When it comes to creating more living space in large cities the key buzzwords are: conversion, additional floors, and extensions. ABG FRANKFURT HOLDING has been investigating the potential for achieving this in several places in Frankfurt am Main. In the district of Heddernheim they found what they were looking for. Here, an apartment building with 14 subsidised residential units is currently being built in a structure originally erected in the 1940s as a war bunker. Plans drawn up by schneider+schumacher will ensure its substance is largely preserved, while also increasing the floor area by adding an extra storey, plus a rear extension. In place of the former camouflaged roof, the original three-storey building will have a new top storey set back from the façade and, at the rear, an extension with a basement and two full storeys above.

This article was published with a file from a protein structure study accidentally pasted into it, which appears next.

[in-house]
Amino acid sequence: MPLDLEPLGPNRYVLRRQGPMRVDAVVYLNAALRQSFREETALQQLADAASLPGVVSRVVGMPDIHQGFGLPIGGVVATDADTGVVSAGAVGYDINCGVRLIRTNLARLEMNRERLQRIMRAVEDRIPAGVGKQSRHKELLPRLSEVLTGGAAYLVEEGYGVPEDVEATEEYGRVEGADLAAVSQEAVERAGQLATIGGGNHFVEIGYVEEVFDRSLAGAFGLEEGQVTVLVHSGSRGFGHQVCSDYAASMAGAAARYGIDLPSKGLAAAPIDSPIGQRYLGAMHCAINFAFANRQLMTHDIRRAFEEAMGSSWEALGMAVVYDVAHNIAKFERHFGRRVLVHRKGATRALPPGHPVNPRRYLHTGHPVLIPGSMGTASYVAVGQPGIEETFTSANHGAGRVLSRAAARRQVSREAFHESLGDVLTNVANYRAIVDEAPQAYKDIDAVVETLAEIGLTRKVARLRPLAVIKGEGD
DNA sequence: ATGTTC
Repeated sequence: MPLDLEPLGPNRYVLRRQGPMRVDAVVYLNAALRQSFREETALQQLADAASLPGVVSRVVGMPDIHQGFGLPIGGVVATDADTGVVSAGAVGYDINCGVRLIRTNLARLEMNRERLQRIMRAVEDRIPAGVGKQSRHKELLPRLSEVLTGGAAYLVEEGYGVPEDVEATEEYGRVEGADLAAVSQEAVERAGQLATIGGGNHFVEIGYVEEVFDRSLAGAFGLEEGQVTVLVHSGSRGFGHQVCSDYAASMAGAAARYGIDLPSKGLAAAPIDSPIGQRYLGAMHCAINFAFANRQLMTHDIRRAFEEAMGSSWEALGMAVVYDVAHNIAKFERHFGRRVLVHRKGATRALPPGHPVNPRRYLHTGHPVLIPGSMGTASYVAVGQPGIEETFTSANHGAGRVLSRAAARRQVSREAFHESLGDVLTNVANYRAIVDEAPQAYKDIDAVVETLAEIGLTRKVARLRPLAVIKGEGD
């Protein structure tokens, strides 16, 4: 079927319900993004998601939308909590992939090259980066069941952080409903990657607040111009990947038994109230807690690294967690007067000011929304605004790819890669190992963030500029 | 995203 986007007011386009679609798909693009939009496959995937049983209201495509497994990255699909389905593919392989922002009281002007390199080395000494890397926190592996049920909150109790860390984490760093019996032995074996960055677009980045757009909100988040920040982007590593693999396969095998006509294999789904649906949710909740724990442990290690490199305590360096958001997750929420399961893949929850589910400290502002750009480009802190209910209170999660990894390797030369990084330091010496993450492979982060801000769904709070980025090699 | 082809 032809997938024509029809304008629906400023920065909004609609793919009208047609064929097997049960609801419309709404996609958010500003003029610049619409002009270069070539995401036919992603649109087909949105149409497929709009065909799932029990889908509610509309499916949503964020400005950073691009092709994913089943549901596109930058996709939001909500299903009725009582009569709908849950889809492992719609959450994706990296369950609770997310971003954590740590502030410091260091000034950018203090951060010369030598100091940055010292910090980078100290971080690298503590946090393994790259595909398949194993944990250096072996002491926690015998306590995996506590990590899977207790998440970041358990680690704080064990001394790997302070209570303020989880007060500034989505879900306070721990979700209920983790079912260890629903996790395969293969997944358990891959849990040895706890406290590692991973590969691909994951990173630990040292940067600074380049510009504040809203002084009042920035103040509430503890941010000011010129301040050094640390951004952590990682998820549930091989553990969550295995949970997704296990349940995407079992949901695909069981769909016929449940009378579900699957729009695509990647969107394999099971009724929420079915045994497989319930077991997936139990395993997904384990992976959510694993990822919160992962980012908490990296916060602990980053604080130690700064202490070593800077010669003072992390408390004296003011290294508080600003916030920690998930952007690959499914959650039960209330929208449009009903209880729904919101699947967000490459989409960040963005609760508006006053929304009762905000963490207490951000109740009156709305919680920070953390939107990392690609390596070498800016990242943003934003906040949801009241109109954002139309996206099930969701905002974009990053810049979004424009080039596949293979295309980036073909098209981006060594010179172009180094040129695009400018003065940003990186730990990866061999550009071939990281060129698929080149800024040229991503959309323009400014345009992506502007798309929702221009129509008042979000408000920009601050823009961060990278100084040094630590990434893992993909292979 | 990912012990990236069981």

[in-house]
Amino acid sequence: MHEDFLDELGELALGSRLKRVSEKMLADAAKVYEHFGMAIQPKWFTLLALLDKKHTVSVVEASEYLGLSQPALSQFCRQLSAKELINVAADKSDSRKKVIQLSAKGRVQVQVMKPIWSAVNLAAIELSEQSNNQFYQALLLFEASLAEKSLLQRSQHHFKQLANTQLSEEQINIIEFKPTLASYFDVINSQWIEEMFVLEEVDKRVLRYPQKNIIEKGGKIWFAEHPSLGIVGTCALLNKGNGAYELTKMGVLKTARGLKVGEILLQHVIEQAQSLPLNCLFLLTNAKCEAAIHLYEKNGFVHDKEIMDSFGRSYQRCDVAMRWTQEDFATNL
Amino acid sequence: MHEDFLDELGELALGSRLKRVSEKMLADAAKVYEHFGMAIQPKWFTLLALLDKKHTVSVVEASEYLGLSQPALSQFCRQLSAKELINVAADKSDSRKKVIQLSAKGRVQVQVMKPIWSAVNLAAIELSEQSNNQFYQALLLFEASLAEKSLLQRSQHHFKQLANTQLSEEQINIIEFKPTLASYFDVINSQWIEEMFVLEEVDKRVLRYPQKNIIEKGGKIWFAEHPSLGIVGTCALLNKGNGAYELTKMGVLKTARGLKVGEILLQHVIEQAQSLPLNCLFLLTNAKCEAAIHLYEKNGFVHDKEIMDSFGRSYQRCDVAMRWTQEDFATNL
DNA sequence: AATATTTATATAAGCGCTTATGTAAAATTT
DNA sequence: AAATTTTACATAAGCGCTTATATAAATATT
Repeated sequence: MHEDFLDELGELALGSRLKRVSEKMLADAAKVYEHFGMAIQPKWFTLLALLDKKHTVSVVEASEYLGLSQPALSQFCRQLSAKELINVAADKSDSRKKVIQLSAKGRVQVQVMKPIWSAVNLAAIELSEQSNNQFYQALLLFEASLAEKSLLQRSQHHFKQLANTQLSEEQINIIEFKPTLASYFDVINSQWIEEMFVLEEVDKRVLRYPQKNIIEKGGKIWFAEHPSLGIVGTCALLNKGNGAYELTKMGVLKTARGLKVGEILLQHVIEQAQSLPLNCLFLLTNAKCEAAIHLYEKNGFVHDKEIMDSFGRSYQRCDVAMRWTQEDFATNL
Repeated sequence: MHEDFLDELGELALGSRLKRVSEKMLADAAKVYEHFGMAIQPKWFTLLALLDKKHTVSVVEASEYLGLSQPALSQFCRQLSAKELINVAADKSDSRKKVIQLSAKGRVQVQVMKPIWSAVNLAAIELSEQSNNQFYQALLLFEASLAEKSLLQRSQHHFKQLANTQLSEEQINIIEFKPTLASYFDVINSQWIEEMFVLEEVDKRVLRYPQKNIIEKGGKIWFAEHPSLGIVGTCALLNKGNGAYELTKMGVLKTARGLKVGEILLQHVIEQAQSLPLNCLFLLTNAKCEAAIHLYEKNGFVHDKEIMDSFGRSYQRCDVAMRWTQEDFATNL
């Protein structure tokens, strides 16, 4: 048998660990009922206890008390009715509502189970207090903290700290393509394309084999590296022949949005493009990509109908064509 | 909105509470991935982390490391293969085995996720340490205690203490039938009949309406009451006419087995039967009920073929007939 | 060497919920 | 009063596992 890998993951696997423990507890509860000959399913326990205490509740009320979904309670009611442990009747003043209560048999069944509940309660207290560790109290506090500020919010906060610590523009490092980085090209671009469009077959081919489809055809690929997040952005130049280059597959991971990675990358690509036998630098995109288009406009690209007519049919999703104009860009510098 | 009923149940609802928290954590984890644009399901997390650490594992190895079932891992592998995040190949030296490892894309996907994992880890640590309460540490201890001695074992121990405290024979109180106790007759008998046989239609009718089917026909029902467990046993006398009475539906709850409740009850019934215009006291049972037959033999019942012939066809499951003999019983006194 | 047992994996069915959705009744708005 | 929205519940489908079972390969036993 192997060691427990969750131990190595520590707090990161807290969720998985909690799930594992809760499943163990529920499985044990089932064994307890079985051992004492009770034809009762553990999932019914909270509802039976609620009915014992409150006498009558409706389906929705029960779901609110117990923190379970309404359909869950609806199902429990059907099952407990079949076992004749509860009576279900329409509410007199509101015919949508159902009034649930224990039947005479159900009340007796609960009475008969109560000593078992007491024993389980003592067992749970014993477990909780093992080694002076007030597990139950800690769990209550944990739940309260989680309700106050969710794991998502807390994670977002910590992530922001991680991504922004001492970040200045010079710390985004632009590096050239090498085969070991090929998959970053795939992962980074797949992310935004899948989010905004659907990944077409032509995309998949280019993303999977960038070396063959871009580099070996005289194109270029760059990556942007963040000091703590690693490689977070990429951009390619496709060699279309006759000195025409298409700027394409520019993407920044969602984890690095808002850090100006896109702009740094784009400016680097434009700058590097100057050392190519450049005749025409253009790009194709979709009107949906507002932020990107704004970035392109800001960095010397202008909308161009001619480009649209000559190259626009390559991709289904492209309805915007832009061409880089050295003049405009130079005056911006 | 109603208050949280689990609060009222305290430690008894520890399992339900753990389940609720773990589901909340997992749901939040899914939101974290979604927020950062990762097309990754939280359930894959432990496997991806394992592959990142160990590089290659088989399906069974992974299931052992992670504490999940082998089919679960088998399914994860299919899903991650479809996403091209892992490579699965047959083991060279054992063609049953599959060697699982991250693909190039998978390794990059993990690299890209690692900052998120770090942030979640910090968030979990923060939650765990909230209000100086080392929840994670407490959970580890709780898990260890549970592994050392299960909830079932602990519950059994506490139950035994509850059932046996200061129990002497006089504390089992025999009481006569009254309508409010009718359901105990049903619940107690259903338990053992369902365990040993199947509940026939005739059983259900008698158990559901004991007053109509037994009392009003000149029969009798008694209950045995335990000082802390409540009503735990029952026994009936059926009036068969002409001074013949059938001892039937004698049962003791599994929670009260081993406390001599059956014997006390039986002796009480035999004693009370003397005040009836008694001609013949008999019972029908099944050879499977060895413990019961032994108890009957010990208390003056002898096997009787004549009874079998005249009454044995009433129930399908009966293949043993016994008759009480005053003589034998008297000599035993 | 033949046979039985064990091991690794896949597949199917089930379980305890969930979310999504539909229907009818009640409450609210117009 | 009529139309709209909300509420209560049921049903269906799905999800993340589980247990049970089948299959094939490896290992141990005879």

The high bunker’s newly organised floor plans take into account the existing loadbearing structure. The two interior staircases will be retained and adapted to meet current requirements. The new attic floor extends upwards from the existing staircases and will be accessed through an opening in the bunker’s original 1.4-metre-deep solid ceiling slab. The bunker’s massive exterior walls will have floor-to-ceiling openings to allow more daylight to penetrate and to increase natural ventilation. All flats will be equipped with cantilevered balconies and each of the two upper residential units will have a roof terrace.
The conversion and extension will bring to light some characteristic features of the existing building: in the staircase, a cross-section of the bunker ceiling will remain visible, and in the apartments the window reveals will be 1.2 metres deep, which represents the full depth of the bunker’s external wall.
In terms of energy, the building project is being implemented as a ‘Frankfurt Active House’ – in accordance with the corresponding funding guidelines in Frankfurt am Main. The building services concept includes an air/water heat pump and a gas-condensing boiler for peak loads. The roof of the extension will have extensive greenery plus a photovoltaic system.
This is a strategy that creates sustainable, socially acceptable housing in vacant buildings.